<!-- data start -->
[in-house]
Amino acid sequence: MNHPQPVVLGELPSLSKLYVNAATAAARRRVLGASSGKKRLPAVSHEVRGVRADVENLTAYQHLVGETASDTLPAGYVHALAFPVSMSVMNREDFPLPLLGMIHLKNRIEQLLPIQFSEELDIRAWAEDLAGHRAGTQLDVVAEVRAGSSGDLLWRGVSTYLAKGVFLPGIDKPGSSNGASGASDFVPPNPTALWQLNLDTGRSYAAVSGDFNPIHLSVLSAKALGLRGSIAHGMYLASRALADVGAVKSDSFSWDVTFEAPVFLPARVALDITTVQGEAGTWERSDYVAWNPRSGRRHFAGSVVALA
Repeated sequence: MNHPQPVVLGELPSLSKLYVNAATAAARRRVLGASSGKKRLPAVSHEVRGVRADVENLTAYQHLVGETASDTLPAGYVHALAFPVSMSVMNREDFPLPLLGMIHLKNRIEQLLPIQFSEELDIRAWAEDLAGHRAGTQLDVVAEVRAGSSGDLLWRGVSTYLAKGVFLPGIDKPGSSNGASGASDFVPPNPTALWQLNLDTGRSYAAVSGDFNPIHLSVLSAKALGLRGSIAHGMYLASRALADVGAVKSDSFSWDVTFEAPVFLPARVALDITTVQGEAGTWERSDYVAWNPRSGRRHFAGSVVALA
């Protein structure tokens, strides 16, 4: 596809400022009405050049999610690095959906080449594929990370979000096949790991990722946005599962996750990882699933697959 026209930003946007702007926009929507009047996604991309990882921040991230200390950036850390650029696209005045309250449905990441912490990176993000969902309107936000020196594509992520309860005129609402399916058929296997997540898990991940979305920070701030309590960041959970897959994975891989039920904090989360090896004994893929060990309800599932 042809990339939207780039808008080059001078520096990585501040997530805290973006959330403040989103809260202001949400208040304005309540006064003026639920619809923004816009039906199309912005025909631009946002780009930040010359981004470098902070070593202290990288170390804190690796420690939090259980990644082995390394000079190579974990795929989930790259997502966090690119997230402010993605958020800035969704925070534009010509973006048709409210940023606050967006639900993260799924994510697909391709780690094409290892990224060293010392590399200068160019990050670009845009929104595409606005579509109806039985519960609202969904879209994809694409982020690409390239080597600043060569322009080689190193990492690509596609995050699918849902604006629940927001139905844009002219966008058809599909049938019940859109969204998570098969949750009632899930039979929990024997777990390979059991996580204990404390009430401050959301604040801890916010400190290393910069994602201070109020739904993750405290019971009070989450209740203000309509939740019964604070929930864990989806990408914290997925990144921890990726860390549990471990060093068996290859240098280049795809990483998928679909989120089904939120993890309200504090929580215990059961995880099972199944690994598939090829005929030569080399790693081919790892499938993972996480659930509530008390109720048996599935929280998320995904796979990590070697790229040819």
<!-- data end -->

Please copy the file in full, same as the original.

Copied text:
[in-house]
Amino acid sequence: MNHPQPVVLGELPSLSKLYVNAATAAARRRVLGASSGKKRLPAVSHEVRGVRADVENLTAYQHLVGETASDTLPAGYVHALAFPVSMSVMNREDFPLPLLGMIHLKNRIEQLLPIQFSEELDIRAWAEDLAGHRAGTQLDVVAEVRAGSSGDLLWRGVSTYLAKGVFLPGIDKPGSSNGASGASDFVPPNPTALWQLNLDTGRSYAAVSGDFNPIHLSVLSAKALGLRGSIAHGMYLASRALADVGAVKSDSFSWDVTFEAPVFLPARVALDITTVQGEAGTWERSDYVAWNPRSGRRHFAGSVVALA
Repeated sequence: MNHPQPVVLGELPSLSKLYVNAATAAARRRVLGASSGKKRLPAVSHEVRGVRADVENLTAYQHLVGETASDTLPAGYVHALAFPVSMSVMNREDFPLPLLGMIHLKNRIEQLLPIQFSEELDIRAWAEDLAGHRAGTQLDVVAEVRAGSSGDLLWRGVSTYLAKGVFLPGIDKPGSSNGASGASDFVPPNPTALWQLNLDTGRSYAAVSGDFNPIHLSVLSAKALGLRGSIAHGMYLASRALADVGAVKSDSFSWDVTFEAPVFLPARVALDITTVQGEAGTWERSDYVAWNPRSGRRHFAGSVVALA
């Protein structure tokens, strides 16, 4: 596809400022009405050049999610690095959906080449594929990370979000096949790991990722946005599962996750990882699933697959 026209930003946007702007926009929507009047996604991309990882921040991230200390950036850390650029696209005045309250449905990441912490990176993000969902309107936000020196594509992520309860005129609402399916058929296997997540898990991940979305920070701030309590960041959970897959994975891989039920904090989360090896004994893929060990309800599932 042809990339939207780039808008080059001078520096990585501040997530805290973006959330403040989103809260202001949400208040304005309540006064003026639920619809923004816009039906199309912005025909631009946002780009930040010359981004470098902070070593202290990288170390804190690796420690939090259980990644082995390394000079190579974990795929989930790259997502966090690119997230402010993605958020800035969704925070534009010509973006048709409210940023606050967006639900993260799924994510697909391709780690094409290892990224060293010392590399200068160019990050670009845009929104595409606005579509109806039985519960609202969904879209994809694409982020690409390239080597600043060569322009080689190193990492690509596609995050699918849902604006629940927001139905844009002219966008058809599909049938019940859109969204998570098969949750009632899930039979929990024997777990390979059991996580204990404390009430401050959301604040801890916010400190290393910069994602201070109020739904993750405290019971009070989450209740203000309509939740019964604070929930864990989806990408914290997925990144921890990726860390549990471990060093068996290859240098280049795809990483998928679909989120089904939120993890309200504090929580215990059961995880099972199944690994598939090829005929030569080399790693081919790892499938993972996480659930509530008390109720048996599935929280998320995904796979990590070697790229040819």